“The most rewarding part was seeing the women build relationships with each other, have a place to strengthen their own voice and then the joy and confidence that grows with that. Personally, being part of such a dedicated team pushed and grew me as a person. I will take back many skills and fond memories from my time at Scalabrini.”

Cape Town Anika Christofferson Volunteer Story

Anika Christofferson: EAP and BASP Volunteer

Anika is from Seattle, Washington and is studying medicine. She first heard about Scalabrini through her University’s study abroad program and volunteered with Scalabrini for 3 months in the Employment Access Programme and the Bachelor Support Programme.

“I’m passionate about engaging with people and Scalabrini offered a way to engage with people directly. I’m volunteering with two different programs, the Employment Access Program and the Bachelor Academic Support Program. I start at 08h30 searching for jobs and assisting clients with CVs and Job Applications and then in the afternoons, I help out with the Bachelor Academic Support Program, mentoring students and helping out with their projects.

I’ve learned so much about teaching adults, as well as about communication across language barriers.

“Through the Employment Access Program, I’ve found out a lot about the career climate of South Africa and I’ve become quite confident in career building. I’ve also learned to be able to be present and to isolate my emotions from my work, to make myself more available to clients – I think this will be really helpful working in medicine.”

Cape Town is geographically similar to home, with the mountains, but Cape Town is higher energy than Seattle. Seattle is progressive, but Cape Town has a greater activism scene. There are a lot of demonstrations in Seattle, but here, activism is something you’d put on your CV – it’s part of the everyday conversation which is amazing to experience.”

Cape Town Enrica Fitzgerald Volunteer Story

Enrica Fitzgerald: EAP and Accounting Volunteer

Origionally from Nassau, in the Bahamas, Enrica has a degree in Accounting and Sociology from Saint Mary’s in Canada. She came to Cape Town in July and was doing an accounting internship but then got referred to Scalabrini by Bridging Gaps. This is her experience.

“In my time at Scalabrini I volunteered with the Employment Access programme and also had the opportunity to assist with the organization’s accounting systems. Through my experience I gained a deeper insight into political and economic climate, and to be honest, I didn’t really realize there were so many African Refugees.

The Western Media doesn’t focus on African issues and it isn’t highlighted by the media. Another thing is that I learnt how to relate to people better. I can get a point across and make someone feel comfortable even across a language barrier.

I’ve been surprised at the number of older people who weren’t able to finish school. It’s been a real eye-opener. Also, so many people have degrees which are credible, but they’re just not credible here. Qualified people aren’t able to work.

“My one wish for clients here is that they don’t lose hope – this process is frustrating.”

We all have a connection to home and I hope that Scalabrini clients can make the best of a difficult situation and find a home here. I loved Cape Town. It’s beautiful! I’m met smart and conscious people who are friendly and helpful all the time. And we don’t have a mountain back home so that has been a real highlight for me!”

Cape Town Clara Coetzee Volunteer Story

Clara Coetzee: All-rounder Volunteer

Clara is currently volunteering at Scalabrini as an All Rounder, read about her experience and the different aspects she has been able to get involved in at the centre!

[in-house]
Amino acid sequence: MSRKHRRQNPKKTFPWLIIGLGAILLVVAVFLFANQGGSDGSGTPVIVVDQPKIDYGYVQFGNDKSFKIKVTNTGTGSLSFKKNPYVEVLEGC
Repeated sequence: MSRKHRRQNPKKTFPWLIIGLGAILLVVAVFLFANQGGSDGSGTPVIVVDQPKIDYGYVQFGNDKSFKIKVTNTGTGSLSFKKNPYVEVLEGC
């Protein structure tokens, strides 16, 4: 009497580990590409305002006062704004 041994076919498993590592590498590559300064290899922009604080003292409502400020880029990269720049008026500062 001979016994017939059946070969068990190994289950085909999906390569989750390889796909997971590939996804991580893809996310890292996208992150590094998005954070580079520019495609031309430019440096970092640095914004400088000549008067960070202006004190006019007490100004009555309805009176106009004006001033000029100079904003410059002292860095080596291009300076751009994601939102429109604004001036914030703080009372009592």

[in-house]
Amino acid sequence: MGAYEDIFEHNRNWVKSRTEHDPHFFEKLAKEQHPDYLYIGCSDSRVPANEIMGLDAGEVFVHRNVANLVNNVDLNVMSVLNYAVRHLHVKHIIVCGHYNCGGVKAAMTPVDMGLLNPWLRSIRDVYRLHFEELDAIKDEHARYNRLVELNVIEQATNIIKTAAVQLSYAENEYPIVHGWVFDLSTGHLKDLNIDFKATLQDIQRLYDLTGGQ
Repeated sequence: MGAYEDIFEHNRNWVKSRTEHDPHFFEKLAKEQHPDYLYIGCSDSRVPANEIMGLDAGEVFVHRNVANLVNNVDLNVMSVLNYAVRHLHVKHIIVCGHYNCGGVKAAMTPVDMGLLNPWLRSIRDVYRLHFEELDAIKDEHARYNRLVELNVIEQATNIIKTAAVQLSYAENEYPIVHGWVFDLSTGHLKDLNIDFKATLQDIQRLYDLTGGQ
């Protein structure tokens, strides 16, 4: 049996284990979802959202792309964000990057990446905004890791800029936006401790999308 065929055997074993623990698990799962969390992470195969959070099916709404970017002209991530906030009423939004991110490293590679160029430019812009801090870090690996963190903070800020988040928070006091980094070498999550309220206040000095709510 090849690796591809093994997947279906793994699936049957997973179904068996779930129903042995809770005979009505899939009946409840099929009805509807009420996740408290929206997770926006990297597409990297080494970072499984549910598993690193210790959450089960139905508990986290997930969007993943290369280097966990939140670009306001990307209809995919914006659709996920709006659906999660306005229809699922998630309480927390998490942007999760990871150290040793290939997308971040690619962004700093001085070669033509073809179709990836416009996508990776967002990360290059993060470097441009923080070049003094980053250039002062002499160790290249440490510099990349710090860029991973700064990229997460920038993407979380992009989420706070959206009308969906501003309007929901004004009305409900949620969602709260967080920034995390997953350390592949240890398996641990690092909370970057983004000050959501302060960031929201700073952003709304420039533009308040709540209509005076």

I’m from Pretoria, South Africa, and I’m studying Statistics and Applied Math at UCT. I came to Scalabrini because I was looking for something worthwhile to do in my spare time. As an all-rounder, I’ve spent some time with the Employment Access Program and also the English School. At the moment, every day I teach English classes or Microsoft Excel.

“Since starting at Scalabrini, I’ve learned and improved my communication skills, as well as how to be assertive and finding the balance between being assertive and helping people.”

I’ve learned a lot about the hurdles that skilled professionals face when coming to South Africa and the importance of being able to communicate in English, especially within a professional environment. Personally, I’ve learned not only to work with a large number of different people, which is something to get used to, but also to connect with a people from a variety of backgrounds, with different language levels and then how to navigate that.

One day, a woman at EAP came to the help desk and she had a law degree.

I found out that the Bertha Foundation were looking for candidates for a translation conference with legal backgrounds or backgrounds in activism. I suggested she apply and she was successful! I’ve really enjoyed living in Cape Town it’s a lot livelier than Pretoria and a lot more interesting.

Cape Town Jean-Louise Olivier Volunteer Story

Jean-Louise Olivier: Advocacy Volunteer

Hear from Jean-Louise, one of our current Advocacy volunteers, about how her experience is going!

“I was born in South Africa, but I grew up and studied in Australia. I studied development studies, with a focus on refugees, asylum seekers, and gender equality. I did a semester exchange at UCT and I wanted to come back to Cape Town after so I did a lot of research and found Scalabrini, and I applied to be an advocacy intern.

Tuesdays to Fridays I do client intake in the mornings – that’s my favourite part. In the afternoons, I do research, and work on press reviews or small parts of submissions, or I do client follow-ups. I’ve learned so much. My previous internships haven’t been as hands-on or as full-time – at Scalabrini, you’re constantly in it and learning.

I’ve gained a lot of professionalism and confidence in this field. One of my favourite moments was when one of my clients was fired and his boss was refusing to pay him. There was a court order from the Department of Labour, and so I kept pestering the boss until eventually he paid. My client phoned me and he was so happy – he was able to pay his rent and for a course that he wanted to take. I hope to keep working in the field with refugees, and with clients specifically, I don’t want to be behind a desk.”

When we asked what Jean-Louis hoped for clients at Scalabrini she said, “I hope that the clients of Scalabrini can feel included in South Africa and that they are able to identify as whatever they want to. I hope that people accept them, and they don’t exploit or harm them.

“Working with refugees is very rewarding. I would recommend it.”